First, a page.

I got to know a lot of Russians while I was living in London. I learned that Russian Christmas is generally celebrated on January 6th or 7th, depending on the Orthodox calendar. New Year is more popular in Russia than Christmas though. It used to be on a different date from January 1st, but then it changed to meet more Western standards. So, I have heard things about Old New Year, versus New New Year. Additionally, one Russian saying is that you will spend the New Year the way you meet it (Как Новый год встретишь, так его и проведешь). Yes, I speak Russian, but that’s not the point. Because of that saying, Russians have some cultural practices to help them meet the New Year ready for a fresh start. 

You can find this movie called The Irony of Fate, or Enjoy Your Bath! on YouTube. It’s a Russian New Year comedy made in 1975, and it showcases traditions for Russian New Year. It has English subtitles, so don’t worry about not understanding it. Although to be fair, I started watching it when I was first learning Russian, and I was still able to pick up the story by watching what the actors were doing. Whenever I remember watching the comedy for New Year, I do so. Plus, I still believe that you do spend the New Year the way you meet it, although some things you have to take with a grain of salt.

No matter where I am in the world, nothing makes me happier than a white Christmas! I have always loved snow as a kid and that has never gone away! That’s a Christmas tradition that is universal for me!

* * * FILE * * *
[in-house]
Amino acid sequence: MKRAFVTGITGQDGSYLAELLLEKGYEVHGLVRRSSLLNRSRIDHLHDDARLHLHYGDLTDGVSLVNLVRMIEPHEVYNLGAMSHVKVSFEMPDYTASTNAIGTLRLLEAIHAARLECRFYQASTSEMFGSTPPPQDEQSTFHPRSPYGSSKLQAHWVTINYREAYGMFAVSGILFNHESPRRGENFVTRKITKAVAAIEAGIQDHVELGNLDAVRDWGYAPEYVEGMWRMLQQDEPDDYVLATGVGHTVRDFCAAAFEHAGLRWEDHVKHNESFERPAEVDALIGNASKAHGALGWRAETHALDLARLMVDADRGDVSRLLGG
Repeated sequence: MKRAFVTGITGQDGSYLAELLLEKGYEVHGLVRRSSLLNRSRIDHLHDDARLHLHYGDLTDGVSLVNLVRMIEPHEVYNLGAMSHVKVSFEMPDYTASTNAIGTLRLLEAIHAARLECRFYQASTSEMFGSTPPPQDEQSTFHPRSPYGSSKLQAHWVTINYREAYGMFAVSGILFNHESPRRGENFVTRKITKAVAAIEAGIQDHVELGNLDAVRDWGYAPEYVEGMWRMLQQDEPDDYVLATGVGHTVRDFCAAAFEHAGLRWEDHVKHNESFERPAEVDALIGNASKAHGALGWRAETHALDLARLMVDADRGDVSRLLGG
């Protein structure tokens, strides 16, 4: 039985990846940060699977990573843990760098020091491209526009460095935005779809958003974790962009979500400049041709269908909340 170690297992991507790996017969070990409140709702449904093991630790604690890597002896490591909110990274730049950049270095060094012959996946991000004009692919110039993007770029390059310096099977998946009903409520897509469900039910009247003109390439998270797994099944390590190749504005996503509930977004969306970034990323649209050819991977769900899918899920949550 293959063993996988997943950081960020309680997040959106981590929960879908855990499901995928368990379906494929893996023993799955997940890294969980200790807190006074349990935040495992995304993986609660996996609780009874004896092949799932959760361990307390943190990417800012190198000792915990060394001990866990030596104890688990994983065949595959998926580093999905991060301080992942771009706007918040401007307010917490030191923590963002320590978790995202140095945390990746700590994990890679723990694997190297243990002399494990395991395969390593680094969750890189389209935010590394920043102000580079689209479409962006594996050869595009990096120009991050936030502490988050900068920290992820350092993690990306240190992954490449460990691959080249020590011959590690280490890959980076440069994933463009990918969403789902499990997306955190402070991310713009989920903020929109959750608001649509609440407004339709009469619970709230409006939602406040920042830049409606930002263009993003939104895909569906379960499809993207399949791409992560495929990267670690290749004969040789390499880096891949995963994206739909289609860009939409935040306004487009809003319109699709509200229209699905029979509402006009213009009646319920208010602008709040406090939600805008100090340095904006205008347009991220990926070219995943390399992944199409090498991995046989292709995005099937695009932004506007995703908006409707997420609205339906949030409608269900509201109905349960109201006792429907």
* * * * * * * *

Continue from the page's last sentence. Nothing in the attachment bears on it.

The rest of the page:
Merry Christmas/Joyeux Noël/с Рождеством! Happy New Year/Bonne Année/с Новым Годом!

35 thoughts on “Third Culture Christmas”

  1. I love this post! I grew up in the USA until we moved to Germany, and experienced Christmas there (only white lights, and a very holy Christmas Eve) and in France (Revillion) and later in Qatar and Kuwait – yes! They even have live Christmas trees, and love the opportunity to give generously. My Chinese friend told me the same as your Russian friends – how you enter the year is how your year will go, so make sure all your bills are paid and your house is clean and trespasses are forgiven. Even though I am not Chinese, I trust the wisdom of this approach 🙂 We can learn so much listening to those of other cultures. TCKs are a special breed.

  2. What a fabulously interesting post!
    I agree with you about goose fat – our English Christmas this year incorporated the best roasted potatoes I have ever eaten and goose fat was the secret ingredient!
    Happy New Year xx

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      1. That’s pretty neat that you’ve been able to experience Christmas in a few different countries and that you still carry some of those traditions with you today. Christmas at Yosemite National Park sounds amazing and I bet the scenery was simply stunning. I’d love to visit someday. And yah, it seems like every year we come up with more and more Christmas light displays!

          1. Speaking of light displays, I just put up my holiday lights outside yesterday. It was a bit of a mess and involved multiple trips to Canadian Tire to get some extension cords and more lights. But I’m pretty happy with how it turned out. All we need is some snow for it to feel more festive!!

          2. Fascinating! All those dishes sound incredibly. I’m surprised you enjoyed the Christmas treat in England. There’s a stereotype that English food is terrible lol. That’s however, just a stereotype.